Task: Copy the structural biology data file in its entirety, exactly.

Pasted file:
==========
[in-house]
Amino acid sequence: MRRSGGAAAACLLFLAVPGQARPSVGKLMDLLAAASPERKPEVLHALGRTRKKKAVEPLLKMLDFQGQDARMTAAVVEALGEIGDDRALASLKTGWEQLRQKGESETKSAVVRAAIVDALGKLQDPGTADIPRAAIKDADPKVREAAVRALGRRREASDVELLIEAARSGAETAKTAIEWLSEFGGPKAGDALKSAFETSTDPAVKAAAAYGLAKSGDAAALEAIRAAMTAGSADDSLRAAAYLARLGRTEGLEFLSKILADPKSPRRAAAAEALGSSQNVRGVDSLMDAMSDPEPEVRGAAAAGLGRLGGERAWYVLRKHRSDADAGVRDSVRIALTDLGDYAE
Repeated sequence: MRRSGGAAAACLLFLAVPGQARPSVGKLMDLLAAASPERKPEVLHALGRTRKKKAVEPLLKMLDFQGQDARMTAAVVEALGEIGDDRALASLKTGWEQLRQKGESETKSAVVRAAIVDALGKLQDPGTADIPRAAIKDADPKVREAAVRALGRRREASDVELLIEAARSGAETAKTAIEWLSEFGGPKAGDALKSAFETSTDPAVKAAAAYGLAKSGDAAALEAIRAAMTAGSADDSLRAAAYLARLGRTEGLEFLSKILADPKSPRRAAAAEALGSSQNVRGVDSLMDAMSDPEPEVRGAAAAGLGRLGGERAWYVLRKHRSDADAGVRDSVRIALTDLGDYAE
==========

[in-house]
Amino acid sequence: MRRSGGAAAACLLFLAVPGQARPSVGKLMDLLAAASPERKPEVLHALGRTRKKKAVEPLLKMLDFQGQDARMTAAVVEALGEIGDDRALASLKTGWEQLRQKGESETKSAVVRAAIVDALGKLQDPGTADIPRAAIKDADPKVREAAVRALGRRREASDVELLIEAARSGAETAKTAIEWLSEFGGPKAGDALKSAFETSTDPAVKAAAAYGLAKSGDAAALEAIRAAMTAGSADDSLRAAAYLARLGRTEGLEFLSKILADPKSPRRAAAAEALGSSQNVRGVDSLMDAMSDPEPEVRGAAAAGLGRLGGERAWYVLRKHRSDADAGVRDSVRIALTDLGDYAE
Repeated sequence: MRRSGGAAAACLLFLAVPGQARPSVGKLMDLLAAASPERKPEVLHALGRTRKKKAVEPLLKMLDFQGQDARMTAAVVEALGEIGDDRALASLKTGWEQLRQKGESETKSAVVRAAIVDALGKLQDPGTADIPRAAIKDADPKVREAAVRALGRRREASDVELLIEAARSGAETAKTAIEWLSEFGGPKAGDALKSAFETSTDPAVKAAAAYGLAKSGDAAALEAIRAAMTAGSADDSLRAAAYLARLGRTEGLEFLSKILADPKSPRRAAAAEALGSSQNVRGVDSLMDAMSDPEPEVRGAAAAGLGRLGGERAWYVLRKHRSDADAGVRDSVRIALTDLGDYAE